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Minnesota lawmakers are considering whether to strengthen the penalties for farms, companies and cities that pump millions of gallons more water than their state permits allow.

The Minnesota Department of Natural Resources said the state's rules are inadequate, offering almost no consequences for those who brazenly ignore permitting rules or pump drastically more water than they are allowed.

The lack of repercussions was apparent after several major violations of water laws and permits during the 2021 drought, when aquifers and wells across the state were stressed under the most severe dry spell in decades.

The DNR is allowed to issue an administrative penalty of up to $20,000. But that fine doesn't have to be paid so long as the violation is corrected. A proposal that's been heard by House and Senate committees would increase the maximum fine to $40,000 and allow the DNR to decide whether or not to forgive it.

It would also allow the DNR to revoke permits after egregious or repeat violations, and refer cases to law enforcement.

"The $20,000 limit is too low to deter violators," said Katie Smith, DNR ecological and water resources director.

During the 2021 drought, nearly 800 Minnesota farmers with high-capacity wells pumped 6.5 billion more gallons of water than their permits allowed, a Star Tribune review of water permit data reported each year to the DNR found.

Farms on land owned or operated by one company — R.D. Offutt Co., a potato-growing giant that has become one of the biggest water users in the state — were responsible for 23% of the excessive pumping.

Some of those individual farms pumped tens of millions of gallons more water than their permits allowed. Not only will they face no fines under the current law, but many won't need to pay for the extra water they used based on the tiered system the state charges high-capacity users.

The city of Blaine opened three new wells and pumped millions of gallons in 2021 and 2022 without getting permits. The DNR learned about it only after 141 nearby private well owners complained about running dry.

Blaine likely won't face any fines.

Farmers and the Irrigators Association of Minnesota asked lawmakers to carve out an exception in the proposed law for agricultural water use during droughts.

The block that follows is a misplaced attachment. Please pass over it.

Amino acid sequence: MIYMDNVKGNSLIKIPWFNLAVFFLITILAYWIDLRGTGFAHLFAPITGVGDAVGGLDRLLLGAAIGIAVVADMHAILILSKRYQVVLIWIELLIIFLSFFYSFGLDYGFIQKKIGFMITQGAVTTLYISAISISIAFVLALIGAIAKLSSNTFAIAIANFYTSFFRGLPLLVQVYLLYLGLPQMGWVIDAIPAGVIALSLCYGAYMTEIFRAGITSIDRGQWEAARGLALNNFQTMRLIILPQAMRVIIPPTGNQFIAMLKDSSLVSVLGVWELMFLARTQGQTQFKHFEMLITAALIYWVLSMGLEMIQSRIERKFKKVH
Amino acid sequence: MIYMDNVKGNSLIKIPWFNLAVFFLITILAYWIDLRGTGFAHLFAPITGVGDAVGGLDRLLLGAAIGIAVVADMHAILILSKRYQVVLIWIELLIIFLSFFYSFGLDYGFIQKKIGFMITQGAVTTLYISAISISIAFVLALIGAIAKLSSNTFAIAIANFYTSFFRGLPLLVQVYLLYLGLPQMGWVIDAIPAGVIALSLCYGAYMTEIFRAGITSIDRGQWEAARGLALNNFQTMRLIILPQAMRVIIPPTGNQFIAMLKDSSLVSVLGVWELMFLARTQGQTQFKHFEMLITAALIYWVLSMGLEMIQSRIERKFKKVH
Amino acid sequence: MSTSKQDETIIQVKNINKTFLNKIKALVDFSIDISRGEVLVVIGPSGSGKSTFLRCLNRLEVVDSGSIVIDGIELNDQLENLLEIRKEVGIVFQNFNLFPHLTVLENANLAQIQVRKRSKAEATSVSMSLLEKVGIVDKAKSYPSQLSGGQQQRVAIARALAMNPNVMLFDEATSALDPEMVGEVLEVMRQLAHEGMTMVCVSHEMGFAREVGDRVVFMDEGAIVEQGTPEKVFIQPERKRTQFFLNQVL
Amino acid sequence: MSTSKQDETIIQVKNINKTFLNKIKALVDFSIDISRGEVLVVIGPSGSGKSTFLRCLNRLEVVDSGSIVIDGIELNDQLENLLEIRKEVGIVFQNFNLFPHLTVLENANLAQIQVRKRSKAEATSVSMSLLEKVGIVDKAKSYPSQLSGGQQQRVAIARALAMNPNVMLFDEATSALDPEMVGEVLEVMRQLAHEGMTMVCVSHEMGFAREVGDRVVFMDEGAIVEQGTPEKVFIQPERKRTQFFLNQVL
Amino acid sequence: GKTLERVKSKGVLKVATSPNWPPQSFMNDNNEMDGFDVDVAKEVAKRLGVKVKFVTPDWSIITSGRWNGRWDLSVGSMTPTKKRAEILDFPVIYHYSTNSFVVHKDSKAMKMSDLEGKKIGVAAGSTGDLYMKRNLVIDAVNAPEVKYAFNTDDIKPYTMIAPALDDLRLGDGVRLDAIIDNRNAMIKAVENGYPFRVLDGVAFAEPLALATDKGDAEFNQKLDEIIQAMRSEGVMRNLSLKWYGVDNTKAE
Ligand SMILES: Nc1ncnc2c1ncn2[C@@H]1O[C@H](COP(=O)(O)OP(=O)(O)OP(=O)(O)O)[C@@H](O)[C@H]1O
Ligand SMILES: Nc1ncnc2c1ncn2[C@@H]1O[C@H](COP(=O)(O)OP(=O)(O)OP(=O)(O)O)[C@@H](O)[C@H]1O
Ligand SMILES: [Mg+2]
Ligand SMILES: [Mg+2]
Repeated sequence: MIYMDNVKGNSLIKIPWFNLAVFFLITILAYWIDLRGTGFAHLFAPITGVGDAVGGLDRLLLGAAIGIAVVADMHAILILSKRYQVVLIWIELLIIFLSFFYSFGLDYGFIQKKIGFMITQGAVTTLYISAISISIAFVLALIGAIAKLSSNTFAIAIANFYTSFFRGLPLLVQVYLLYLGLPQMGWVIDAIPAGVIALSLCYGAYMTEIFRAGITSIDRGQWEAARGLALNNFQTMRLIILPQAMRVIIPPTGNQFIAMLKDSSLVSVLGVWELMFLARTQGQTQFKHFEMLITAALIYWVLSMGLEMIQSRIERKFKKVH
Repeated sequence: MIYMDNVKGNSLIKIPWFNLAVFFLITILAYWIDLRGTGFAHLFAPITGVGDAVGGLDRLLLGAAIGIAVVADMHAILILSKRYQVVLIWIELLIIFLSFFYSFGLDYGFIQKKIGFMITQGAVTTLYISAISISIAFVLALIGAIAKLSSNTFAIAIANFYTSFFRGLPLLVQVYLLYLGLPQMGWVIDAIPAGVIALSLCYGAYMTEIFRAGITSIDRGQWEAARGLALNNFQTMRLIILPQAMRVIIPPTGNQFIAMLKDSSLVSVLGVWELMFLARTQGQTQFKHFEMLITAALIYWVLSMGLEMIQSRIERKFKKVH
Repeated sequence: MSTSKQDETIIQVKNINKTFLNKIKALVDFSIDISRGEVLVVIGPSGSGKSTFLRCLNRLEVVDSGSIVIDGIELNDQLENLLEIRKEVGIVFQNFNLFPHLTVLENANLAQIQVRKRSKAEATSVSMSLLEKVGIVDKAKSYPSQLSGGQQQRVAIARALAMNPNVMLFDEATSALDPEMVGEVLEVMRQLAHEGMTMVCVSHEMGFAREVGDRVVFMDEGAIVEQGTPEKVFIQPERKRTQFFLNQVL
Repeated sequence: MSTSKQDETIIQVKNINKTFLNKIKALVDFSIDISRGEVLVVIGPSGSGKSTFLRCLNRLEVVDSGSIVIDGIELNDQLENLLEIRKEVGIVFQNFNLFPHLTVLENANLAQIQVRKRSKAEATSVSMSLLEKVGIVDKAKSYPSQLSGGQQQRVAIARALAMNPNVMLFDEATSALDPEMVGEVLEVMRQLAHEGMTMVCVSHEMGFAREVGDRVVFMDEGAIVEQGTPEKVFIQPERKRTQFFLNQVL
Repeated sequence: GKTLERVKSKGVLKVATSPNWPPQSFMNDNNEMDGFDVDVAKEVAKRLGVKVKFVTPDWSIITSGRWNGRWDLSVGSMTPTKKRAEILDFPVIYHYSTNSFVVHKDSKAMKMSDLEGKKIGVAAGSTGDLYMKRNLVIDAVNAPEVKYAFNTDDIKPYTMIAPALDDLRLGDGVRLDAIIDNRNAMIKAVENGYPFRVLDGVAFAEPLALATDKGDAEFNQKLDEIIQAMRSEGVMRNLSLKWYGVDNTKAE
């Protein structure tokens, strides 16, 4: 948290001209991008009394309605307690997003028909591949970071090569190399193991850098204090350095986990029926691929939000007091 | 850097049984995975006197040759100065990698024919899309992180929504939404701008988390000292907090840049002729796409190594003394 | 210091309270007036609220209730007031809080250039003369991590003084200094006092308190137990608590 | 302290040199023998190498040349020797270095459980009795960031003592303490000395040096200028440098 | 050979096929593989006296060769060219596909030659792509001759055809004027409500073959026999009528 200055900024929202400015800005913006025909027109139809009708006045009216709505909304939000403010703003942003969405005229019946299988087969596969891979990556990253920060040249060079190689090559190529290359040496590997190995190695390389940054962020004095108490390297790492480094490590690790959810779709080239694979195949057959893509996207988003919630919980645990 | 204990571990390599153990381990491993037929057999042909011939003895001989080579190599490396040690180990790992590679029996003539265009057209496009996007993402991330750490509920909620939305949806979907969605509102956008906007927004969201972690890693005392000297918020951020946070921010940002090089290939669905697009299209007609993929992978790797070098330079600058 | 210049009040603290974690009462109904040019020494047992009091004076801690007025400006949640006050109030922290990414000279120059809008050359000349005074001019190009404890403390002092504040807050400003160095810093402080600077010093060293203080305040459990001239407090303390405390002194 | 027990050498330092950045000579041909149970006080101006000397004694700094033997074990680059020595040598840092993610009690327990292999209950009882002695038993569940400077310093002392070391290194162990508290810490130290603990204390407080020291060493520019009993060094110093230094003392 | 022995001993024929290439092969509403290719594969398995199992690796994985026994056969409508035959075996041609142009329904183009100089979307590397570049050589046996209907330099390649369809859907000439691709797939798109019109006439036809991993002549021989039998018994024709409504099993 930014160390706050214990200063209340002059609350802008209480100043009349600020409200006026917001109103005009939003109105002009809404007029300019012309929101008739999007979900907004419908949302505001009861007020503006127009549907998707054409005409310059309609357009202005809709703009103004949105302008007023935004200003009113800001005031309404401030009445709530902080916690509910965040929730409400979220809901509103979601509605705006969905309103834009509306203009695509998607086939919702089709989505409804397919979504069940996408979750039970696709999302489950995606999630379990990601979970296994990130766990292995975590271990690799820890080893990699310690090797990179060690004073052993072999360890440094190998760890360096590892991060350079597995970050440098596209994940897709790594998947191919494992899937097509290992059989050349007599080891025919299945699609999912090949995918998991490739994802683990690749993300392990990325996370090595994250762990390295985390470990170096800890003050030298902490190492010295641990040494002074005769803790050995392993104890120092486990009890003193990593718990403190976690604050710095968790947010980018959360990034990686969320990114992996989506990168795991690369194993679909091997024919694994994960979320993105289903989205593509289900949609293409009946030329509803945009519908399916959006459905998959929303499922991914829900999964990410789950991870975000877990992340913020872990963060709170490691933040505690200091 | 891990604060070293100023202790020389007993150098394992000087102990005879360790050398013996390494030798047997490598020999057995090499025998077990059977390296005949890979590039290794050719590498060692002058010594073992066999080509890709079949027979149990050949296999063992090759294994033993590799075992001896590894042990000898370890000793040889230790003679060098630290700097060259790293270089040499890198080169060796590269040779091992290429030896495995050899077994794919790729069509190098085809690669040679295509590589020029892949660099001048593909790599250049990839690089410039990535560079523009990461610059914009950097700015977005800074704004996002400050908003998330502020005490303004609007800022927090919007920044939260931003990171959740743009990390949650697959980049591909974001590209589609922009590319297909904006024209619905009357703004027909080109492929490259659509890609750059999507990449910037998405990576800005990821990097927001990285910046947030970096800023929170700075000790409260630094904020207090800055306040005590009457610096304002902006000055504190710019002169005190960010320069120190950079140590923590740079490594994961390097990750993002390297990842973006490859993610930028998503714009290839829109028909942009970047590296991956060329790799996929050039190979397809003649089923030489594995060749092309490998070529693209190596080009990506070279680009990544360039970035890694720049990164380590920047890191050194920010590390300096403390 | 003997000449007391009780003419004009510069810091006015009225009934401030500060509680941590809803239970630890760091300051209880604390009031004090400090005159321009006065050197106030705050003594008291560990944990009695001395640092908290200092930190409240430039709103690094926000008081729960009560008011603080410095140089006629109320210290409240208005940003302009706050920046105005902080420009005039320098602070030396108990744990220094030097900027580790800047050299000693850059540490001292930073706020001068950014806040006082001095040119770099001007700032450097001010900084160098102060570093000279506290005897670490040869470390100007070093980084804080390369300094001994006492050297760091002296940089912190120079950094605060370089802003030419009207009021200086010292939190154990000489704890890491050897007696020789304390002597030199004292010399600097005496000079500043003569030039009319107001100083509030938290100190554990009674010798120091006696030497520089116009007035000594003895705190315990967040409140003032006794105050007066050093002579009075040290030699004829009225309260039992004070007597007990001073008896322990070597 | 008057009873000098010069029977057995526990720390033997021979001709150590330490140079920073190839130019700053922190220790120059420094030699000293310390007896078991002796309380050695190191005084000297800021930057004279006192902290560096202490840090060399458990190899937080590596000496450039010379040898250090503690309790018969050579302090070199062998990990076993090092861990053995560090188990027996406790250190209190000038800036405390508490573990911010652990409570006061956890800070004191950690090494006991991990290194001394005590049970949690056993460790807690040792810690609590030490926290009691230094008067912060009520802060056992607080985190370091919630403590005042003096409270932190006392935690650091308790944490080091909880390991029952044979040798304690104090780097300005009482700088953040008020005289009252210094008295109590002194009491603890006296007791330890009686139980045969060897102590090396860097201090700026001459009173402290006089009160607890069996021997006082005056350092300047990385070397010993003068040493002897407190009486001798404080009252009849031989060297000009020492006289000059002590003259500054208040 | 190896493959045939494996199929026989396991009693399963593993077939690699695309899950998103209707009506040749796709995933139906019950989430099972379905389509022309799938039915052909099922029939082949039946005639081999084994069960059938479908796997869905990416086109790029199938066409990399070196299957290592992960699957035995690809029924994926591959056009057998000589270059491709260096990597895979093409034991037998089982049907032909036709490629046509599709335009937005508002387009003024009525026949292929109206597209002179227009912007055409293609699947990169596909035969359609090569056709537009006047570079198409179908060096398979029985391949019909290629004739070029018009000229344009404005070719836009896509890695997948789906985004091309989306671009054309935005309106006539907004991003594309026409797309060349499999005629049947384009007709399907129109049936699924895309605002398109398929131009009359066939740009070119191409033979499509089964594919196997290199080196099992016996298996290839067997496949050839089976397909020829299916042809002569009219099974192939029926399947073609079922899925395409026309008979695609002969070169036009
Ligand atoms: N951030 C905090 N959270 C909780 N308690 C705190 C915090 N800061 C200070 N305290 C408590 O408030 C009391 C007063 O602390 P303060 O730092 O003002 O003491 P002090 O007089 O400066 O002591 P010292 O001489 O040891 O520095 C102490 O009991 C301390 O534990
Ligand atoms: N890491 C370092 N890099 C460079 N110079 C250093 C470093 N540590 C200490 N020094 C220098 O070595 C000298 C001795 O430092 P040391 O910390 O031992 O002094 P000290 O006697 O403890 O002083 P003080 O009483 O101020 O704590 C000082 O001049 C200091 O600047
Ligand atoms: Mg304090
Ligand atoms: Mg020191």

"We need some protection in years where we just have to go over," said Anna Bregier, vice president of the association and an owner of Prairie Farm Co. in Benton County. "Really, the only time farmers would go over is during a drought."

Prairie Farm has about 30 water permits registered in its name. During the 2021 drought, the farm reported using more water than allowed on nine of them, amounting to 199 million gallons of extra water.

The company did not report going over permit during nondrought years, state records show. Few agricultural irrigators report exceeding their permits outside of droughts.

If the state's intention is to make sure repeat violators are held accountable, it should make sure that farmers aren't punished during the rare dry years they need to save their crops, Bregier said.

"Small farmers cannot afford nor deserve these penalties," she said.

As irrigation technology has improved over the last several decades, so too has Minnesota's reliance on it.

In 1988, during the last drought that was as severe as 2021, a total of 2,700 crop irrigation permit holders reported pumping 88.4 billion gallons of water, according to state records. In 2021 that jumped to more than 6,000 irrigators pumping 160.5 billion gallons, the records show.

Even with a growing population, most other sectors of Minnesota's economy cut water use during that time, including for power generation, industrial processing and public drinking water supplies.

Supporters of the increased fines argue that if water permit limits don't apply during the driest years — when water supplies are most stressed — than what good are they?

"Permits are there for a reason and if people are violating them, it needs to be addressed," said state Rep. Heather Edelson, DFL-Edina.